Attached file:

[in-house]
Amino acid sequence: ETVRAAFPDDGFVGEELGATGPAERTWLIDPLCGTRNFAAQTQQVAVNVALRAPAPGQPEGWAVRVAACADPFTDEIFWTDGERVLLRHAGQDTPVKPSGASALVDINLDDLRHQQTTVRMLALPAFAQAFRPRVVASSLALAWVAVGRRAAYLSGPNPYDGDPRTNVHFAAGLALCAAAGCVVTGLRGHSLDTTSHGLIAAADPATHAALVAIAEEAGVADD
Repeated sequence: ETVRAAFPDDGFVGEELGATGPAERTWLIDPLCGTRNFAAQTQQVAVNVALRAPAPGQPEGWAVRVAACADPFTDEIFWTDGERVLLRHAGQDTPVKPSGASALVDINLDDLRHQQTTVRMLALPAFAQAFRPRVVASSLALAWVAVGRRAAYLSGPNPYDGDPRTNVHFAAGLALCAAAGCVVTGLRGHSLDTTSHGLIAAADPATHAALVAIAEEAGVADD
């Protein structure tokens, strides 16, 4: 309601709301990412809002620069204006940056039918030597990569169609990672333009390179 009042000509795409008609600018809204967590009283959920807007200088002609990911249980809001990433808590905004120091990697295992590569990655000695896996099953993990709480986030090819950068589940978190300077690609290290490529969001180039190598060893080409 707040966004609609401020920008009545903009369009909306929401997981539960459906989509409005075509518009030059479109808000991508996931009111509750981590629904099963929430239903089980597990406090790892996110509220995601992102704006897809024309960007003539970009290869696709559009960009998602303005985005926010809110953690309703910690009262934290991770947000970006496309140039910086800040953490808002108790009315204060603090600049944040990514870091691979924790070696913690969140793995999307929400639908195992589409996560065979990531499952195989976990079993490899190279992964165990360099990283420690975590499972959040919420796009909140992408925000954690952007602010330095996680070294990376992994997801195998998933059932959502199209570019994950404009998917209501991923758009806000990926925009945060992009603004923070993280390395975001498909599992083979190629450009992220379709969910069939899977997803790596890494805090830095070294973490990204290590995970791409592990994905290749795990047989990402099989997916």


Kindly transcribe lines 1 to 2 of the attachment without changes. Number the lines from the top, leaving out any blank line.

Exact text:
[in-house]
Amino acid sequence: ETVRAAFPDDGFVGEELGATGPAERTWLIDPLCGTRNFAAQTQQVAVNVALRAPAPGQPEGWAVRVAACADPFTDEIFWTDGERVLLRHAGQDTPVKPSGASALVDINLDDLRHQQTTVRMLALPAFAQAFRPRVVASSLALAWVAVGRRAAYLSGPNPYDGDPRTNVHFAAGLALCAAAGCVVTGLRGHSLDTTSHGLIAAADPATHAALVAIAEEAGVADD